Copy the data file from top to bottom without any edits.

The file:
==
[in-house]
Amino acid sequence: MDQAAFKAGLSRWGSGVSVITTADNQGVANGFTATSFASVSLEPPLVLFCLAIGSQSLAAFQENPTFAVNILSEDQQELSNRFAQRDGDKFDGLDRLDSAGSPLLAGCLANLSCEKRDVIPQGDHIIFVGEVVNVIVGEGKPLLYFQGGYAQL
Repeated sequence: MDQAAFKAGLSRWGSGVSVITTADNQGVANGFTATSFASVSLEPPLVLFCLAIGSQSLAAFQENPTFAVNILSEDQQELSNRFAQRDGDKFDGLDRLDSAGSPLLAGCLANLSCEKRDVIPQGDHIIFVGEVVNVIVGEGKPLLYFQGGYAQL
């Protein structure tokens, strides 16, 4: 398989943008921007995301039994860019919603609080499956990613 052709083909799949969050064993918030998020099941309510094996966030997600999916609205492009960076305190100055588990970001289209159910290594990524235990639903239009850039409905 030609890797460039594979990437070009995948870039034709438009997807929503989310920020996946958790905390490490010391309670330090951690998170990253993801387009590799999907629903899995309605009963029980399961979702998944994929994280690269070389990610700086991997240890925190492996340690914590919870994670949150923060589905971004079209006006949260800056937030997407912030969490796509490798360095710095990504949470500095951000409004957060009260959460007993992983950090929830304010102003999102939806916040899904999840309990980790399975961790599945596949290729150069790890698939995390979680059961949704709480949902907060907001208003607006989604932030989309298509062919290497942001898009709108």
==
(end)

[in-house]
Amino acid sequence: MDQAAFKAGLSRWGSGVSVITTADNQGVANGFTATSFASVSLEPPLVLFCLAIGSQSLAAFQENPTFAVNILSEDQQELSNRFAQRDGDKFDGLDRLDSAGSPLLAGCLANLSCEKRDVIPQGDHIIFVGEVVNVIVGEGKPLLYFQGGYAQL
Repeated sequence: MDQAAFKAGLSRWGSGVSVITTADNQGVANGFTATSFASVSLEPPLVLFCLAIGSQSLAAFQENPTFAVNILSEDQQELSNRFAQRDGDKFDGLDRLDSAGSPLLAGCLANLSCEKRDVIPQGDHIIFVGEVVNVIVGEGKPLLYFQGGYAQL
């Protein structure tokens, strides 16, 4: 398989943008921007995301039994860019919603609080499956990613 052709083909799949969050064993918030998020099941309510094996966030997600999916609205492009960076305190100055588990970001289209159910290594990524235990639903239009850039409905 030609890797460039594979990437070009995948870039034709438009997807929503989310920020996946958790905390490490010391309670330090951690998170990253993801387009590799999907629903899995309605009963029980399961979702998944994929994280690269070389990610700086991997240890925190492996340690914590919870994670949150923060589905971004079209006006949260800056937030997407912030969490796509490798360095710095990504949470500095951000409004957060009260959460007993992983950090929830304010102003999102939806916040899904999840309990980790399975961790599945596949290729150069790890698939995390979680059961949704709480949902907060907001208003607006989604932030989309298509062919290497942001898009709108």